Fairness vs. inclusion: Can Olympic leaders find balance in new rules for transgender athletes? - USA TODAY
Tokyo Olympics will include transgender athletes for the first time
These Olympic games are historic for a number of reasons, and one of the most significant is it features the first transgender Olympians.
TOKYO – After the Tokyo Games, the International Olympic Committee will release updated framework on transgender athlete participation that seeks to balance fairness and inclusion. Given the competition here, the guidance could hardly be more anticipated.
For the first time in the nearly two decades since the IOC first took a position on the question, openly transgender athletes are competing in the Olympics.
New Zealand weightlifter Laurel Hubbard has drawn much of the focus, and harassment, for the way the IOC includes transgender athletes. The 43-year-old has become an unwilling participant in a cultural debate about what is fair and whether transgender women have an advantage over their cisgender counterparts.
Canadian soccer player Quinnis the other out transgender athlete competing here, but Quinn's participation doesn’t bring the same scrutiny because they were assigned female at birth and play a team sport.
Though the numbers of transgender athletes participating at any level, let alone an Olympic level, are miniscule, the IOC’s framework stands to have significant influence not just for those athletes but for the sports federations that will take their cues from what the IOC decides.
With little data to determine what, if any, advantages transgender athletes – and women in particular – have, the IOC will update its current consensus statement, which mandates transgender women undergo hormone therapy for at least a year, among other requirements.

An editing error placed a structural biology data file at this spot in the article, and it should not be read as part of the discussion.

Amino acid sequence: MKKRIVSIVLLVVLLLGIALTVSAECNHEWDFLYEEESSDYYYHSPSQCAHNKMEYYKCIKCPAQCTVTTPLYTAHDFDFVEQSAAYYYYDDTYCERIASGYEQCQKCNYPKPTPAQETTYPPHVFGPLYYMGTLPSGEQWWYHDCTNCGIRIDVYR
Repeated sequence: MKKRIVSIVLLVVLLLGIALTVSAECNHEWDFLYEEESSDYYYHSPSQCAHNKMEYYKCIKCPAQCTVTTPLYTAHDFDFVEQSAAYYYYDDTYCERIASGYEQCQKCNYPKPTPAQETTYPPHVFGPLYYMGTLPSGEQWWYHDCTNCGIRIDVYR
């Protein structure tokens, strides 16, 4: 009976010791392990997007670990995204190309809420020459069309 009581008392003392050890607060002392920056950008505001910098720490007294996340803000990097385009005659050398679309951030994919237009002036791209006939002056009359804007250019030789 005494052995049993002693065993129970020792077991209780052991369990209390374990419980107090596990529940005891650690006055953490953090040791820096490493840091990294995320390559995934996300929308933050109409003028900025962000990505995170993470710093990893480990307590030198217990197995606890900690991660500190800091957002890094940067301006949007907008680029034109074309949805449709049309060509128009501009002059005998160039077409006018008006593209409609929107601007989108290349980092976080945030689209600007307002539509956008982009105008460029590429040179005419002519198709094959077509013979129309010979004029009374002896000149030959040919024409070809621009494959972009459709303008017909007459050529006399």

“I have to think just looking at the arc of history in sport, even with the hot politics of the issue, the IOC is going to have to find a way to actually balance inclusiveness and fairness,” said Roger Pielke Jr., a professor who studies sport governance at the University of Colorado. “It’s not easy, and maybe nobody will be happy with what they do, but choosing one over the other in the form of a ban seems socially and politically untenable.
“That just doesn’t seem to square with where the world is at and where sport is at.”
Despite that, the discussion in sport has ranged from full exclusion of transgender women – as World Rugby now does – to full inclusion without mitigation of any sex-linked characteristics.
The less caustic part of the debate revolves around whether transgender women who have gone through male puberty retain any advantage and what is needed to mitigate that. Holding on to hard-fought gains for their own inclusion and place in sports, women’s advocates argue for protection of the category.